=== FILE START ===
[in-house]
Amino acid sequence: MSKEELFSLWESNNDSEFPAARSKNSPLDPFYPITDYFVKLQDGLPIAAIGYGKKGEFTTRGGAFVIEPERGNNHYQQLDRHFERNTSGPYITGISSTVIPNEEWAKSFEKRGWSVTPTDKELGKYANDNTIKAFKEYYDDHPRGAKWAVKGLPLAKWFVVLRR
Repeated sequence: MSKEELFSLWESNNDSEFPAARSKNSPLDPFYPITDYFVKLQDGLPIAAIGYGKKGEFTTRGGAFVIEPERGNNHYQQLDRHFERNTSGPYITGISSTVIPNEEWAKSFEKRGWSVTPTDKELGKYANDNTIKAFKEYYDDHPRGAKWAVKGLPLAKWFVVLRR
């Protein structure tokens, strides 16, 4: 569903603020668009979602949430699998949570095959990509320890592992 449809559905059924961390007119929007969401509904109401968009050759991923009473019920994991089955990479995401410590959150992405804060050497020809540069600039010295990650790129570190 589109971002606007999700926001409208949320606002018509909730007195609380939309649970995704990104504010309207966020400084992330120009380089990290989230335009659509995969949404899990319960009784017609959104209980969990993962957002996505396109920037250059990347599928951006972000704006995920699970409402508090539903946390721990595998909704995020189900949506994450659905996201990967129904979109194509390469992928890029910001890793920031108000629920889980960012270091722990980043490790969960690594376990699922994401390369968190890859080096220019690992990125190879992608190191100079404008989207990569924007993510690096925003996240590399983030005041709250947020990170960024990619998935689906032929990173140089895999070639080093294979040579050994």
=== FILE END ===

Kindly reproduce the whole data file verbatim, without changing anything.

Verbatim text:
[in-house]
Amino acid sequence: MSKEELFSLWESNNDSEFPAARSKNSPLDPFYPITDYFVKLQDGLPIAAIGYGKKGEFTTRGGAFVIEPERGNNHYQQLDRHFERNTSGPYITGISSTVIPNEEWAKSFEKRGWSVTPTDKELGKYANDNTIKAFKEYYDDHPRGAKWAVKGLPLAKWFVVLRR
Repeated sequence: MSKEELFSLWESNNDSEFPAARSKNSPLDPFYPITDYFVKLQDGLPIAAIGYGKKGEFTTRGGAFVIEPERGNNHYQQLDRHFERNTSGPYITGISSTVIPNEEWAKSFEKRGWSVTPTDKELGKYANDNTIKAFKEYYDDHPRGAKWAVKGLPLAKWFVVLRR
């Protein structure tokens, strides 16, 4: 569903603020668009979602949430699998949570095959990509320890592992 449809559905059924961390007119929007969401509904109401968009050759991923009473019920994991089955990479995401410590959150992405804060050497020809540069600039010295990650790129570190 589109971002606007999700926001409208949320606002018509909730007195609380939309649970995704990104504010309207966020400084992330120009380089990290989230335009659509995969949404899990319960009784017609959104209980969990993962957002996505396109920037250059990347599928951006972000704006995920699970409402508090539903946390721990595998909704995020189900949506994450659905996201990967129904979109194509390469992928890029910001890793920031108000629920889980960012270091722990980043490790969960690594376990699922994401390369968190890859080096220019690992990125190879992608190191100079404008989207990569924007993510690096925003996240590399983030005041709250947020990170960024990619998935689906032929990173140089895999070639080093294979040579050994």